Cover image for Three days at Gettysburg : essays on Confederate and Union leadership
Title:
Three days at Gettysburg : essays on Confederate and Union leadership
Author:
Gallagher, Gary W.
Publication Information:
Kent, Ohio : Kent State University Press, [1999]

©1999
Physical Description:
xiii, 373 pages : illustrations, maps ; 24 cm
General Note:
Includes The first day at Gettysburg (1992) and The second day at Gettysburg (1993) with new essays.
Language:
English
Reading Level:
1440 Lexile.
Added Author:
Added Uniform Title:
The first day at Gettysburg.

The second day at Gettysburg.
ISBN:
9780873386296
Format :
Book

Available:*

Library
Call Number
Material Type
Home Location
Status
Central Library E475.53 .T57 1999 Adult Non-Fiction Central Closed Stacks
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Central Library E475.53 .T57 1999 Adult Non-Fiction Non-Fiction Area
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Summary

Summary

No Civil War military campaign has inspired as much controversy about leadership as has Gettysburg. Because it was a defining event for both the Army of the Potomac and the Army of Northern Virginia, the debates began almost immediately after the battle, and they continue today.

Three Days at Gettysburg contains essays from noted Civil War historians on leadership during the battle. The contributors to this volume believe there is room for scholarship that revisits the sources on which earlier accounts have been based and challenges prevailing interpretations of key officers' performances. They have trained their investigative lens on some obvious and some relatively neglected figures, with an eye toward illuminating not only what happened at Gettysburg but also the nature of command at different levels.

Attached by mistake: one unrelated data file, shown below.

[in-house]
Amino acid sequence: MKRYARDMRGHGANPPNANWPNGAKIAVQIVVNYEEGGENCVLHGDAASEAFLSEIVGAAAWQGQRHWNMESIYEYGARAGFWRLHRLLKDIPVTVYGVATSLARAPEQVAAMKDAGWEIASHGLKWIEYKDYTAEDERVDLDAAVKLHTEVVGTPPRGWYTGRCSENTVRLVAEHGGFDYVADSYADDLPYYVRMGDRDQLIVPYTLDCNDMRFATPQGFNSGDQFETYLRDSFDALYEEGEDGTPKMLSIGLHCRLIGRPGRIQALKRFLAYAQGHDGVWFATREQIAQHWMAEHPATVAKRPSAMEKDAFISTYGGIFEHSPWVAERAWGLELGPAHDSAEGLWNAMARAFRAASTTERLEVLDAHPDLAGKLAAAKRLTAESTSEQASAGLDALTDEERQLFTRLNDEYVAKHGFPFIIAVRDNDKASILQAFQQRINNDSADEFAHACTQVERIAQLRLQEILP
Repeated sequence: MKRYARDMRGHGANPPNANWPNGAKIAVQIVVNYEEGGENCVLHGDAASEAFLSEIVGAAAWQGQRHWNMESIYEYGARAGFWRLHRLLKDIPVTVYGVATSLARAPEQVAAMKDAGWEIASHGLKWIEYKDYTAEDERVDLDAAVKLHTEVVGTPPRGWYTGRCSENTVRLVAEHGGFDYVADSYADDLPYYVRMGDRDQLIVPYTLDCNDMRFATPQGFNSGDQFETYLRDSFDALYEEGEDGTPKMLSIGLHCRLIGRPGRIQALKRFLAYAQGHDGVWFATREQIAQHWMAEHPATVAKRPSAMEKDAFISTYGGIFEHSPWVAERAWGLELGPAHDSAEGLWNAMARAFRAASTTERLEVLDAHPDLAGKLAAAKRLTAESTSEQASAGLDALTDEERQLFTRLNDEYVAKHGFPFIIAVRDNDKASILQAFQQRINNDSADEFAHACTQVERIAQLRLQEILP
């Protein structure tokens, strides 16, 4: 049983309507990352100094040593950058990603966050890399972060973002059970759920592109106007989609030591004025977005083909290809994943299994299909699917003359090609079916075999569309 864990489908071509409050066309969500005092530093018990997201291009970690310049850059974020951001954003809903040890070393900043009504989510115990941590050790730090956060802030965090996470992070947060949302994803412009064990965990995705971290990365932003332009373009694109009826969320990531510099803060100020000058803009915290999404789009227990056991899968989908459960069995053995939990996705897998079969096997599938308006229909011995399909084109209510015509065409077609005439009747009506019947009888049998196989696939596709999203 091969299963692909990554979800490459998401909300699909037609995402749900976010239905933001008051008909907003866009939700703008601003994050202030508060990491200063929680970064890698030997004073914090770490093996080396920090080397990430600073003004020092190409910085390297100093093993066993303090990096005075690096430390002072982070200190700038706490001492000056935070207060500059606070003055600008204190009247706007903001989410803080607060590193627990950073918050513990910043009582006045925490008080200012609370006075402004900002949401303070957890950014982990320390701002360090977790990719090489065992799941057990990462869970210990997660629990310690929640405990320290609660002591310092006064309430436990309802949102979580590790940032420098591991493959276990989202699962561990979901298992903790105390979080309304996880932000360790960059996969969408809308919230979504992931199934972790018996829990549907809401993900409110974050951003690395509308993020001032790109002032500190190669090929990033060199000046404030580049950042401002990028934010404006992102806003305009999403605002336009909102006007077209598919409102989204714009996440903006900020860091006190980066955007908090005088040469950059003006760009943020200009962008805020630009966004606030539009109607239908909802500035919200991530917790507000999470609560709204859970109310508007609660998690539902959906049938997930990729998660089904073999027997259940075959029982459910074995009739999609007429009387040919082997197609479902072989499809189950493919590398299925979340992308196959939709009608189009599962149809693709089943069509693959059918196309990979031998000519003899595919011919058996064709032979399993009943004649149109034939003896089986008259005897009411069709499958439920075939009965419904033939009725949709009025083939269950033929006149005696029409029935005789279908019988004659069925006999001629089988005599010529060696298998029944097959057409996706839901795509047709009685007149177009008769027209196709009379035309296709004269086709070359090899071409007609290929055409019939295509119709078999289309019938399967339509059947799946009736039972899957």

The contributors to this volume believe there is room for scholarship that revisits the sources on which earlier accounts have been based and challenges prevailing interpretations of key officers' performances. They have trained their investigative lens on some obvious and some relatively neglected figures, with an eye toward illuminating not only what happened at Gettysburg but also the nature of the command at different levels.


Author Notes

Gary W. Gallagher is professor of history at the University of Virginia. He is a contributing editor of The Kent State University Press publications Antietam: Essays on the 1862 Maryland Campaign (1989); Struggle for the Shenandoah: Essays on the 1864 Valley Campaign (1991); The First Day at Gettysburg: Essays on Confederate and Union Leadership (1992); and The Second Day at Gettysburg: Essays on Confederate and Union Leadership (1993).


Table of Contents

Introductionp. ix
R. E. Lee and July I at Gettysburgp. 3
Confederate Corps Leadership on the First Day at Gettysburg: A. P. Hill and Richard S. Ewell in a Difficult Debutp. 25
From Chancellorsville to Cemetery Hill: O. O. Howard and Eleventh Corps Leadershipp. 44
Three Confederate Disasters on Oak Ridge: Failures of Brigade Leadership on the First Day at Gettysburgp. 72
If the Enemy is There, We Must Attack Him: R. E. Lee and the Second Day at Gettysburgp. 109
The Peach Orchard Revisited: Daniel E. Sickles and the Third Corps on July 2, 1863p. 130
If Longstreet ... Says So, It is Most Likely Not True: James Longstreet and the Second Day at Gettysburgp. 147
A Step All-Important and Essential to Victory: Henry W Slocum and the Twelfth Corps on July 1-2, 1863p. 169
No Troops on the Field Had Done Better: John C. Caldwell's Division in the Wheatfield, July 2, 1863p. 204
Rarely Has More Skill, Vigor, or Wisdom Been Shown: George G. Meade on July 3 at Gettysburgp. 231
James Longstreet's Virginia Defendersp. 245
Every Map of the Field Cries out about It: The Failure of Confederate Artillery at Pickett's Chargep. 270
I Do Not Believe That Pickett's Division Would Have Reached Our Line: Henry J. Hunt and the Union Artillery on July 3, 1863p. 284
Appendixp. 307
Notesp. 311
Bibliographic Essayp. 357
Contributorsp. 363
Indexp. 365

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